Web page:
Tuesday, June 2, 2009

How I Got Started - Part 3

So that this post makes sense narratively (and we're all about the narrative) I'd probably read Part 1 and Part 2 if you haven't already. Plus, I've updated those posts to include trailers from the projects.

Okay, continuing where I left off last time: I had just finished what I considered to be my most polished work, Days of Homecoming, and began thinking about what the last video for ASB would be. Then, it hit me.

Star Wars. Yeah, that's right, Star Wars. I had been doing a bunch of research on the internet, wanting to take my video production to the next level, and I discovered a ton of users out there were replicating stuff from Star Wars: lightsabers, laser blasts, even building ships in 3D Max and Maya.

So, I was playing around with After Effects and did a little light saber test using a bamboo cane. I showed it to McD and told him my idea and he thought we could maybe pull it off. We decided to make it the ASB's last video, to introduce the the new officers and the plot would be about this Jedi team trying to find them.

I basically spent my last semester working on this thing. From November, when I first pitched the idea to McD and the ASB, to the premiere on April 1st, I spent the vast majority of my time making an hour long Star Wars film called Episode X: The Quest for the Jedi. (That's suppose to be Episode 10 by the way, not the letter X.)

I remember when I first told my friend Chris about it. We went to Home Depot and came back to his garage and built lightsaber handles. We tromped out to different part of the state to get desert and snow locales; we staged and spent hours rehearsing lightsaber fights; we spent our Spring Break shooting the film; I was once nearly attacked by a guard dog after staging at Sammamish High School until 4 in the morning working on the ships and space shots in 3D Max; we got permission to shoot in a church on Easter Sunday; and, thanks to my dad, we got permission to use a flight simulator at Boeing for our spaceship cockpit.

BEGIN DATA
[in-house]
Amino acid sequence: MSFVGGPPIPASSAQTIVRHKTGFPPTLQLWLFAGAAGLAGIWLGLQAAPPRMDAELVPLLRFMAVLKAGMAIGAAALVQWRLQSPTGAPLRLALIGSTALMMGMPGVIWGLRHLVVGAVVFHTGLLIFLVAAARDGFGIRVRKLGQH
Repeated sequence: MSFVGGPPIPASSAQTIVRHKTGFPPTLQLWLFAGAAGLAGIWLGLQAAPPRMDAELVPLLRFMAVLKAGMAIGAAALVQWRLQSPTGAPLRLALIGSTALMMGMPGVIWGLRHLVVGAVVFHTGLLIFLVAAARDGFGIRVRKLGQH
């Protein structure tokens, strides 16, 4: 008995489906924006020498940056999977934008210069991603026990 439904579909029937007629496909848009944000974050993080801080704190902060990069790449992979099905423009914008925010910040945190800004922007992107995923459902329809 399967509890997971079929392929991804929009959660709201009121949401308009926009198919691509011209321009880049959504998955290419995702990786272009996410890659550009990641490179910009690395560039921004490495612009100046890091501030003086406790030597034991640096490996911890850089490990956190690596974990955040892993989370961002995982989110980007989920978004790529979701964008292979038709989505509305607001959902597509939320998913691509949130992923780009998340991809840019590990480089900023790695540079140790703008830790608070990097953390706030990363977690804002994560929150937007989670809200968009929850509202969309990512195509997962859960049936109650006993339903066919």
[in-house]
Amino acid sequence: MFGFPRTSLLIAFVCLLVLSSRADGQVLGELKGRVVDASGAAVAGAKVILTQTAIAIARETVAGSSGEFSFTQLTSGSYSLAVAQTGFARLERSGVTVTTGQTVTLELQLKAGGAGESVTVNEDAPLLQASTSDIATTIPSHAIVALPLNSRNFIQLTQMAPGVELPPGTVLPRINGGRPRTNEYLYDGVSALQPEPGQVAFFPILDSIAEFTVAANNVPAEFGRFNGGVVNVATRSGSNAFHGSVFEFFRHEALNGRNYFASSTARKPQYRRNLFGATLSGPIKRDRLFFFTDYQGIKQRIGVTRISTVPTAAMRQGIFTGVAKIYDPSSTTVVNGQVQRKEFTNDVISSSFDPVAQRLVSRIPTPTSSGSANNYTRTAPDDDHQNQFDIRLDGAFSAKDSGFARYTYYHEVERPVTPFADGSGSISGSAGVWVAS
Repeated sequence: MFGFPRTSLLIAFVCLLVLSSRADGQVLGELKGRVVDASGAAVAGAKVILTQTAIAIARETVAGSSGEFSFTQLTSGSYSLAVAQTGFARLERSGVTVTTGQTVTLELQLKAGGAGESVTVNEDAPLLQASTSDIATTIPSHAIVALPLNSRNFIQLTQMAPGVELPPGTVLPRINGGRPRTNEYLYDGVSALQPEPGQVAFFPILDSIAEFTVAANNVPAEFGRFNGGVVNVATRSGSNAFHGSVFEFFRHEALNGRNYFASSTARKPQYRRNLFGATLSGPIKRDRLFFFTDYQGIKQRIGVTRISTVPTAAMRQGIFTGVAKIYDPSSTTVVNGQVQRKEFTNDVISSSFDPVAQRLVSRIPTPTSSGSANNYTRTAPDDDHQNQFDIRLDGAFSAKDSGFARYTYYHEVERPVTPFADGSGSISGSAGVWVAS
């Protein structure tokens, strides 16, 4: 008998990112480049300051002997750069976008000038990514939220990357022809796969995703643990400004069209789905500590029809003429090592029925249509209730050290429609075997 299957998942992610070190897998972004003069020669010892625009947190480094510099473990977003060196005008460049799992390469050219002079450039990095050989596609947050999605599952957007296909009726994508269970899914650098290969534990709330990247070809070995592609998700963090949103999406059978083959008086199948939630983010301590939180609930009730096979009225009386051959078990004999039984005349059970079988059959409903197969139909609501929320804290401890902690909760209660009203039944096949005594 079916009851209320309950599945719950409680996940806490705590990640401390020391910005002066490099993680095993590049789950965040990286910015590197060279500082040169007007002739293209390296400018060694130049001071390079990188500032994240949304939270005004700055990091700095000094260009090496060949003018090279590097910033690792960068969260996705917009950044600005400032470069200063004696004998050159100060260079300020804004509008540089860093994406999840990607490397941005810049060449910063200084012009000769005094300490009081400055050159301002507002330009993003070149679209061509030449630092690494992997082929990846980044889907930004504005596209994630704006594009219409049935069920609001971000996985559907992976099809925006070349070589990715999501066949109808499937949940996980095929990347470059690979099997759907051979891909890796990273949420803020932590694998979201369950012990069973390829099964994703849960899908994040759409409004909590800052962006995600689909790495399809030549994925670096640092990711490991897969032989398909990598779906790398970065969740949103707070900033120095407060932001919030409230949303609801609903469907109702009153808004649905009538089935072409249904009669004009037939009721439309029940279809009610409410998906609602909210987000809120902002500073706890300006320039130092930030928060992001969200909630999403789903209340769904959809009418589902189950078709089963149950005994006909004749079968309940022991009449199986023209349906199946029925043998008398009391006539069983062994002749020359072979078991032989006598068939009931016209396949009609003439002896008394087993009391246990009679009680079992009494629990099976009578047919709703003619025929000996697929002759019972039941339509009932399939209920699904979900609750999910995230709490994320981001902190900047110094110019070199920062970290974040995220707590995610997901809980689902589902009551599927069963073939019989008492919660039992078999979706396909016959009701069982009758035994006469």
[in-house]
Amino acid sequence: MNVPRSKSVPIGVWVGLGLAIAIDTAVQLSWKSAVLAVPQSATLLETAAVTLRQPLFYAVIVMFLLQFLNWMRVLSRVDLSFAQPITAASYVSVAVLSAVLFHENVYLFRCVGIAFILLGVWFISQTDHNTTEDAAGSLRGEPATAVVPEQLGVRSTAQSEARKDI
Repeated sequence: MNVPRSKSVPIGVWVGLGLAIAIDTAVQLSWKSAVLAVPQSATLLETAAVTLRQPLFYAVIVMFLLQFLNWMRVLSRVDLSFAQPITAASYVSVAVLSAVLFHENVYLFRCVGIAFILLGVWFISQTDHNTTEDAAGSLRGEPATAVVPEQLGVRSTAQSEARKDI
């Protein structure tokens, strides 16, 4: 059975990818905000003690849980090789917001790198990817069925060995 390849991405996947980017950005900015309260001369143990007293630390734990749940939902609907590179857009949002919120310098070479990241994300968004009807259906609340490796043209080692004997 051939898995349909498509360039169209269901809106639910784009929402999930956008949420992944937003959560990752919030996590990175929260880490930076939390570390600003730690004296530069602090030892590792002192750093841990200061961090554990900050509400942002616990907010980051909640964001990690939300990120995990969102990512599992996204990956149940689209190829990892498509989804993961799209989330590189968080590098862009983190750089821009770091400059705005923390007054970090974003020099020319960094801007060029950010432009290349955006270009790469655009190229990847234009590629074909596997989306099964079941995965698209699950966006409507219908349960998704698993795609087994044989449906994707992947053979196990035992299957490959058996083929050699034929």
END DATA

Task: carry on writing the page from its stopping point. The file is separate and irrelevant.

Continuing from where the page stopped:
Ultimately, because we had people dying in it, and guns and lightsaber fights, we decided to change the assembly to nighttime. It would be BHS's first ever nighttime assembly. And, in order to get people to come (because, hey, who wants to come back to school at night) we decided to cut a trailer and show it two weeks prior to the assembly. You can see it below:

The trailer got everyone psyched but I still had the movie to finish. I was doing EVERYTHING myself. I was editing, I was doing all the effects, I had some help with the 3D Max stuff but for the most part that was all me too. I was exhausted. I hated everyone. I was frustrated.

I was literally editing up to and after the premiere. There was a section in the middle of the movie that I didn't get edited, so I had to throw up a lame scroll telling you what happened. And it was a part where are hero was suppose to look like he was killed but actually wasn't. So, in the scroll, I had to word that section in a weird way. Like, "Willtri appears to have died." Just bad.

And, I'm as putting it tape, I realize about a 3rd of the way through that the sound got knocked out of sync. The premiere was suppose to happen at 7. It's not 7:30. So, I rewind to an okay spot, realign the audio and do a shit splice in. Meanwhile, I'm getting calls from McD, my parents, the ASB, my friends. "Where are you?"

So, finally it finishes and I rush out with my dad who drives me up to the school. I hop out and walk into the gym. It's packed. Ended up being something like 1300 people there: parents, kids, teachers. We'd had a wide screen built specifically for the film, a $10,000 sound system was brought in, people brought in couches, pop corn, the concession stand was selling snacks. And as I walk in, this big cheer rises out of the audience. That felt good. Everyone was there, willingly (unlike other assemblies where the students are forced to be there), to watch something I created.

I didn't even want to watch the film but the ASB made me stay. It wasn't my best work but it was a lot of fun and a great treat to have that kind of turnout. I was even written up in the local newspaper.

And then it was over. I finished school, graduated, and was off to Fordham University in the fall.

To be continued...

1 comment:

  1. It might have been painful but most kids don't get to premier the fruits of their labor (emphasis labor) to 1300 willing audience members you know?